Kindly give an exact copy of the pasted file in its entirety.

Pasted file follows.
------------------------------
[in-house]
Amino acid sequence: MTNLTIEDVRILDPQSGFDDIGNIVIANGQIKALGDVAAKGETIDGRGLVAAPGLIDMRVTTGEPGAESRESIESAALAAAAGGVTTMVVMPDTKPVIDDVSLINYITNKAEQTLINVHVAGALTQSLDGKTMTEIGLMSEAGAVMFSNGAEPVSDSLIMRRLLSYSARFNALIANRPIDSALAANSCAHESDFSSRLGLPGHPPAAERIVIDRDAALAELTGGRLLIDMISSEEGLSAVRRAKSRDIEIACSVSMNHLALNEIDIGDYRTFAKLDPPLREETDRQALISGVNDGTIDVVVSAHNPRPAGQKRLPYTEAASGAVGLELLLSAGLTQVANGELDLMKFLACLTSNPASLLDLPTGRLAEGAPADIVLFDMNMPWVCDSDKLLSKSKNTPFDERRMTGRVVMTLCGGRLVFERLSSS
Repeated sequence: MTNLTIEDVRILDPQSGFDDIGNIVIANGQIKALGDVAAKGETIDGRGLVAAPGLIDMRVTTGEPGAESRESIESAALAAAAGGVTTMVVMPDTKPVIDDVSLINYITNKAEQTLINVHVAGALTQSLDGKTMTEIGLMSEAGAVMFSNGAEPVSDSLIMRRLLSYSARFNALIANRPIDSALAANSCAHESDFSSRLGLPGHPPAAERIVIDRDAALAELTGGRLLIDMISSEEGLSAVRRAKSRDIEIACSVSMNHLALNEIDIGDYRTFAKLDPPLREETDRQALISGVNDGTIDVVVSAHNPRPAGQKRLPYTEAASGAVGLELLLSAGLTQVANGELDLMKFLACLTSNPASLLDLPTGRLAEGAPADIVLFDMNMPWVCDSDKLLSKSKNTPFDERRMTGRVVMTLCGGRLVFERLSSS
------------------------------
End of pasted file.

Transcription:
[in-house]
Amino acid sequence: MTNLTIEDVRILDPQSGFDDIGNIVIANGQIKALGDVAAKGETIDGRGLVAAPGLIDMRVTTGEPGAESRESIESAALAAAAGGVTTMVVMPDTKPVIDDVSLINYITNKAEQTLINVHVAGALTQSLDGKTMTEIGLMSEAGAVMFSNGAEPVSDSLIMRRLLSYSARFNALIANRPIDSALAANSCAHESDFSSRLGLPGHPPAAERIVIDRDAALAELTGGRLLIDMISSEEGLSAVRRAKSRDIEIACSVSMNHLALNEIDIGDYRTFAKLDPPLREETDRQALISGVNDGTIDVVVSAHNPRPAGQKRLPYTEAASGAVGLELLLSAGLTQVANGELDLMKFLACLTSNPASLLDLPTGRLAEGAPADIVLFDMNMPWVCDSDKLLSKSKNTPFDERRMTGRVVMTLCGGRLVFERLSSS
Repeated sequence: MTNLTIEDVRILDPQSGFDDIGNIVIANGQIKALGDVAAKGETIDGRGLVAAPGLIDMRVTTGEPGAESRESIESAALAAAAGGVTTMVVMPDTKPVIDDVSLINYITNKAEQTLINVHVAGALTQSLDGKTMTEIGLMSEAGAVMFSNGAEPVSDSLIMRRLLSYSARFNALIANRPIDSALAANSCAHESDFSSRLGLPGHPPAAERIVIDRDAALAELTGGRLLIDMISSEEGLSAVRRAKSRDIEIACSVSMNHLALNEIDIGDYRTFAKLDPPLREETDRQALISGVNDGTIDVVVSAHNPRPAGQKRLPYTEAASGAVGLELLLSAGLTQVANGELDLMKFLACLTSNPASLLDLPTGRLAEGAPADIVLFDMNMPWVCDSDKLLSKSKNTPFDERRMTGRVVMTLCGGRLVFERLSSS